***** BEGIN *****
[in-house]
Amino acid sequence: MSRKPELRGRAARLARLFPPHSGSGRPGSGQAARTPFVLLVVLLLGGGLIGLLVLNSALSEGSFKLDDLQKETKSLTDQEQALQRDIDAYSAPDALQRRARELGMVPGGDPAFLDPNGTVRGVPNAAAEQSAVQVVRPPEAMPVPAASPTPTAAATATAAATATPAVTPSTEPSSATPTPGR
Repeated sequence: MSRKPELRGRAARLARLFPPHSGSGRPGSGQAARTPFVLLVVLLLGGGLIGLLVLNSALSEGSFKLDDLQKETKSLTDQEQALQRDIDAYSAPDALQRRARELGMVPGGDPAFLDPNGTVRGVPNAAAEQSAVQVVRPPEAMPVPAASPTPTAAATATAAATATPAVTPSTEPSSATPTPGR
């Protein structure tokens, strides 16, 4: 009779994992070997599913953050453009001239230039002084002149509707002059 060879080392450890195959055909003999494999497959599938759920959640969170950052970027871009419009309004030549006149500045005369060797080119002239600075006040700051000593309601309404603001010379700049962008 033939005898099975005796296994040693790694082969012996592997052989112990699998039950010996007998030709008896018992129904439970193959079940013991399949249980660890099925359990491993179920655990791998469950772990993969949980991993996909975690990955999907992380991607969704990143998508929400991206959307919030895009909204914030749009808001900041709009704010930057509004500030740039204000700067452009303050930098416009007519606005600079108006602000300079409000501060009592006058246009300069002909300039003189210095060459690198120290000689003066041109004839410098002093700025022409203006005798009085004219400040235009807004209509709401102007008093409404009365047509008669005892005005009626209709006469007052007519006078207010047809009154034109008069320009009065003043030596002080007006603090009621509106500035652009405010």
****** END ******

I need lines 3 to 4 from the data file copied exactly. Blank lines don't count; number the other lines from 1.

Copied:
Repeated sequence: MSRKPELRGRAARLARLFPPHSGSGRPGSGQAARTPFVLLVVLLLGGGLIGLLVLNSALSEGSFKLDDLQKETKSLTDQEQALQRDIDAYSAPDALQRRARELGMVPGGDPAFLDPNGTVRGVPNAAAEQSAVQVVRPPEAMPVPAASPTPTAAATATAAATATPAVTPSTEPSSATPTPGR
């Protein structure tokens, strides 16, 4: 009779994992070997599913953050453009001239230039002084002149509707002059 060879080392450890195959055909003999494999497959599938759920959640969170950052970027871009419009309004030549006149500045005369060797080119002239600075006040700051000593309601309404603001010379700049962008 033939005898099975005796296994040693790694082969012996592997052989112990699998039950010996007998030709008896018992129904439970193959079940013991399949249980660890099925359990491993179920655990791998469950772990993969949980991993996909975690990955999907992380991607969704990143998508929400991206959307919030895009909204914030749009808001900041709009704010930057509004500030740039204000700067452009303050930098416009007519606005600079108006602000300079409000501060009592006058246009300069002909300039003189210095060459690198120290000689003066041109004839410098002093700025022409203006005798009085004219400040235009807004209509709401102007008093409404009365047509008669005892005005009626209709006469007052007519006078207010047809009154034109008069320009009065003043030596002080007006603090009621509106500035652009405010």